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but obviously didn't run click here . The point I'm making is, there's always a risk of me passing it onto some poor unsuspecting Windows user if I hadn't found it in my email folder. Some pundits say you don't need antivirus for Linux, I think that's a selfish statement, I think you do need it to stop the spread of these nasties, or am I wrong?
'In fact it's probably easier to write a virus for Linux because it's open source and the code is available'.....click here The pundits that you are reading are idiots.
That article is date: 05 Dec 2001
Seem to be taking their time over it a trifle.
I've read that article with interest. They mention "social engineering" in the article, what it amounts to if you click on an attachment which asks to write to the Kernel, then more fool you, that's the point of Linux, you cannot write to the Kernel without permission from the Root Administrator. But I think social engineering is a common problem with Windows as well, so the OS is not important, education is!
I think virus can, and probably will be written for applications that maybe running in a user account, but big deal, just delete the user account and all the folders then set it up again, in fact I can reinstall my OS back and have it running exactly as it was before in about one hour, and I'm not talking about an image either.
click here and there wouldn't be AVs for Linux if there were no attacks......click here just because the original was 5 years ago does not make it out of date. In any case I suspect thast most Linux users are spending too much time configuring their 'systems' to notice any attacks or they think that viruses are part of the OS. When less than 7% of desktops are projected to use Linux in 2007 it kind of makes writing viruses useless due to general apathy
ps the pundits are still idiots and they ought to have a look at virus and worm attacks on Linux servers compared to Windows...that is if they can use a search facilty. ;-)))
Yep and my Windows machine caught about 20 million! ;-)
"Yep and my Windows machine caught about 20 million! ;-)"
I nearly put the flags out because there was one, then I noticed it was a Windows virus, Oh well!
Well done on hooking me with the subject of this thread, you sneaky man you. ;)
"The point I'm making is, there's always a risk of me passing it onto some poor unsuspecting Windows user if I hadn't found it in my email folder."
Only if you're the sort of person who accidentally forwards random virus-laden mail around. I get plenty of MS Windows viruses in my mailbox, of course, but so what? I don't do any sort of dedicated AV scanning on them; procmail recipies and spamassassin filtering deals with 95% of it (I'm not afraid of the attachments, I just don't want to see them in my inbox). The rest? Well, mutt has a keypress mapped to 'delete', or I can save it and run Spamassassin's Bayes filter against it later.
"I think you do need it to stop the spread of these nasties, or am I wrong?"
You can help stop the spread of Windows viruses by advocating Linux to MS Windows users.
All the best,
"there wouldn't be AVs for Linux if there were no attacks...... [...]
just because the original was 5 years ago does not make it out of date."
Dearest wizard - first, it *does* make it out of date. I hear similar arguments on a regular basis - "Windows is only targeted because it's popular", and "Linux would have the same problems if it had the same 'market share'". Sorry, but no.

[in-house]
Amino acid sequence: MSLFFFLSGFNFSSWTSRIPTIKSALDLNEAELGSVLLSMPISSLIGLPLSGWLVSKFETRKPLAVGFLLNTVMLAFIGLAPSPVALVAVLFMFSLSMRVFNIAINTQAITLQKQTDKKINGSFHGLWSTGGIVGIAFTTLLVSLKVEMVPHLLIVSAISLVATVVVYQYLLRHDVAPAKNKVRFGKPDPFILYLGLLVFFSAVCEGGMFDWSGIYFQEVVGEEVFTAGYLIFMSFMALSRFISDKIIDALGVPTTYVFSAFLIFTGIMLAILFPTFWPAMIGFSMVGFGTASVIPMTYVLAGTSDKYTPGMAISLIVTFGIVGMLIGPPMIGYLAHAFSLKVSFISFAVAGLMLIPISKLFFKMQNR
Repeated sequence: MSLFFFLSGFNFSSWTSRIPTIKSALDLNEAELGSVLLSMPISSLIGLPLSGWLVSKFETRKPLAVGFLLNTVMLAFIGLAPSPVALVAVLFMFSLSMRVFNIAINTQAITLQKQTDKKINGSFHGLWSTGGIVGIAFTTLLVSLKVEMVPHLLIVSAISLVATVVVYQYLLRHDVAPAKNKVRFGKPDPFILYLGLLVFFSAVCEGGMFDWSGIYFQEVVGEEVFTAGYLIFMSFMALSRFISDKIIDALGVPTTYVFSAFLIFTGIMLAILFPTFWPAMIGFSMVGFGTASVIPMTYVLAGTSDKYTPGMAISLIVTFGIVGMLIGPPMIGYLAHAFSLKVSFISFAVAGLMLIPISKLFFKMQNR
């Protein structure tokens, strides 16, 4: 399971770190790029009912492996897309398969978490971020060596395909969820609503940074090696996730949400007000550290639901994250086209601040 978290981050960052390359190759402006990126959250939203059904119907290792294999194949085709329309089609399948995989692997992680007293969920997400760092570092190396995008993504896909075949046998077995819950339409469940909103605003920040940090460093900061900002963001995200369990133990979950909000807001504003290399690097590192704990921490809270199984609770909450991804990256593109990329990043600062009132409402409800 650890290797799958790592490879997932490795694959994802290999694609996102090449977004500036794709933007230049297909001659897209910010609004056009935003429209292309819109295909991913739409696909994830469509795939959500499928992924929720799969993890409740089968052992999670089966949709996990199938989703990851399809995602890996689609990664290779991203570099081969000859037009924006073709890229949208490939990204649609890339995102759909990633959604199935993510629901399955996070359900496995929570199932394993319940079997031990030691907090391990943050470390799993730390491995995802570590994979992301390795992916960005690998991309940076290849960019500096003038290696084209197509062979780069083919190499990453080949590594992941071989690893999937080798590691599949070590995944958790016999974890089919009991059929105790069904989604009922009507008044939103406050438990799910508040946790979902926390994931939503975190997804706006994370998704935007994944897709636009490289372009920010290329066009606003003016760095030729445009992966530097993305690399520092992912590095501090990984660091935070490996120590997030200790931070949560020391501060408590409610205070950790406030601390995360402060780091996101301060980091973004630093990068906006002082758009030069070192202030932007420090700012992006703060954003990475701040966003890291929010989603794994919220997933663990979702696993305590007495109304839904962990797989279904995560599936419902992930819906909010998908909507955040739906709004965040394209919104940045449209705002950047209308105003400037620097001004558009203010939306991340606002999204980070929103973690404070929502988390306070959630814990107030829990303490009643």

Now, my normal reply to this garbage is to ask if Windows would have the same security problems if it used Unix-style security. *Then* the Windows apologists tell me Windows wasn't built secure from the ground up, so Unix has an 'unfair advantage'! Sheesh, as they say (all right, as I say) "Another day, another Windows remote root exploit".
Note also the quotes from the guys from the AV companies. These people have a vested interest in pushing their AV products for desktop Linux so OF COURSE they want Linux users to worry about viruses - and pay up like the users of less-robust operating systems do. Here comes the clue-train: the Windows AV industry has been saying the same for years, it's because they're afraid of their business model being threatened with increases in Linux desktop use.
The real reason you might want an AV program to run under Linux is for detecting Windows viruses. Isn't it obvious? You can have your Linux mail server scan for and delete Windows viruses so the Windows desktop users don't get their systems infected.
Finally, there's the old FUD classic about open source software being less secure because the source code is available. My Ghod, man! At least fall for the insidious, clever FUD, not the obvious stuff.
"In any case I suspect thast most Linux users are spending too much time configuring their 'systems' to notice any attacks or they think that viruses are part of the OS."
He he. No offense meant man, but you sound like you know nothing about Linux and Linux users. I felt a bit embarrased on your behalf, reading that.
"ps the pundits are still idiots and they ought to have a look at virus and worm attacks on Linux servers compared to Windows...that is if they can use a search facilty. ;-)))"
C'mon, do us the honor of providing a few links, rather than implying... well, I don't know exactly _what_ you're implying, it's hard to say. I read the above as meaning "Windows servers suffer more from worm and virus attacks compared with Linux", but you might mean the exact opposite. Do tell!
Dennis "Bombadil" Goycoolea
Linux I think is much more secure and faster and stable than windows.
The only thing windows has that linux doesn't is that windows,is more compatible with everything.
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